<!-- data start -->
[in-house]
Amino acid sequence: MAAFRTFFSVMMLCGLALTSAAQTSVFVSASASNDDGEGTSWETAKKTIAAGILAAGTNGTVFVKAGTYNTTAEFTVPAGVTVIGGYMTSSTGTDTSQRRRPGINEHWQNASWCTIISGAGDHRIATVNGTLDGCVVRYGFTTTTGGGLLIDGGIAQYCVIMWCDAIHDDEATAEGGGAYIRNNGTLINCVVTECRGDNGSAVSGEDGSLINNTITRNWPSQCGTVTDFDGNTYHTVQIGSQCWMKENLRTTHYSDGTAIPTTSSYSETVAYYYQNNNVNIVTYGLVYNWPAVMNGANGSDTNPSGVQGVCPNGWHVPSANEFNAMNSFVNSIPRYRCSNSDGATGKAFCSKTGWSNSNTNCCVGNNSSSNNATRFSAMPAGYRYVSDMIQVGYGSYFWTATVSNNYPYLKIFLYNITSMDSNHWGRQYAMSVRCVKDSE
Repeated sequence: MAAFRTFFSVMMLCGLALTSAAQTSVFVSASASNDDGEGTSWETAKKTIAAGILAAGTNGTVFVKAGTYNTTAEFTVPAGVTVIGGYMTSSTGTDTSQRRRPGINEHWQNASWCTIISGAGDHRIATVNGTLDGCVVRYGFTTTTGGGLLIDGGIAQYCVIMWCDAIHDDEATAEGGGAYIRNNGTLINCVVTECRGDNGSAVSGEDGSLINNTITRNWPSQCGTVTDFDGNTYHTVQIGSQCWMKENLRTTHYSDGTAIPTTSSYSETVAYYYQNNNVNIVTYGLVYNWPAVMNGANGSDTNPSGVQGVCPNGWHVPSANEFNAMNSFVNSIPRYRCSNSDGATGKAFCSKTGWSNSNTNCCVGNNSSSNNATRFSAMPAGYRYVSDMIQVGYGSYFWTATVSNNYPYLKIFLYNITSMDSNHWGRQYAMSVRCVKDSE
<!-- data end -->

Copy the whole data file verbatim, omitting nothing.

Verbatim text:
[in-house]
Amino acid sequence: MAAFRTFFSVMMLCGLALTSAAQTSVFVSASASNDDGEGTSWETAKKTIAAGILAAGTNGTVFVKAGTYNTTAEFTVPAGVTVIGGYMTSSTGTDTSQRRRPGINEHWQNASWCTIISGAGDHRIATVNGTLDGCVVRYGFTTTTGGGLLIDGGIAQYCVIMWCDAIHDDEATAEGGGAYIRNNGTLINCVVTECRGDNGSAVSGEDGSLINNTITRNWPSQCGTVTDFDGNTYHTVQIGSQCWMKENLRTTHYSDGTAIPTTSSYSETVAYYYQNNNVNIVTYGLVYNWPAVMNGANGSDTNPSGVQGVCPNGWHVPSANEFNAMNSFVNSIPRYRCSNSDGATGKAFCSKTGWSNSNTNCCVGNNSSSNNATRFSAMPAGYRYVSDMIQVGYGSYFWTATVSNNYPYLKIFLYNITSMDSNHWGRQYAMSVRCVKDSE
Repeated sequence: MAAFRTFFSVMMLCGLALTSAAQTSVFVSASASNDDGEGTSWETAKKTIAAGILAAGTNGTVFVKAGTYNTTAEFTVPAGVTVIGGYMTSSTGTDTSQRRRPGINEHWQNASWCTIISGAGDHRIATVNGTLDGCVVRYGFTTTTGGGLLIDGGIAQYCVIMWCDAIHDDEATAEGGGAYIRNNGTLINCVVTECRGDNGSAVSGEDGSLINNTITRNWPSQCGTVTDFDGNTYHTVQIGSQCWMKENLRTTHYSDGTAIPTTSSYSETVAYYYQNNNVNIVTYGLVYNWPAVMNGANGSDTNPSGVQGVCPNGWHVPSANEFNAMNSFVNSIPRYRCSNSDGATGKAFCSKTGWSNSNTNCCVGNNSSSNNATRFSAMPAGYRYVSDMIQVGYGSYFWTATVSNNYPYLKIFLYNITSMDSNHWGRQYAMSVRCVKDSE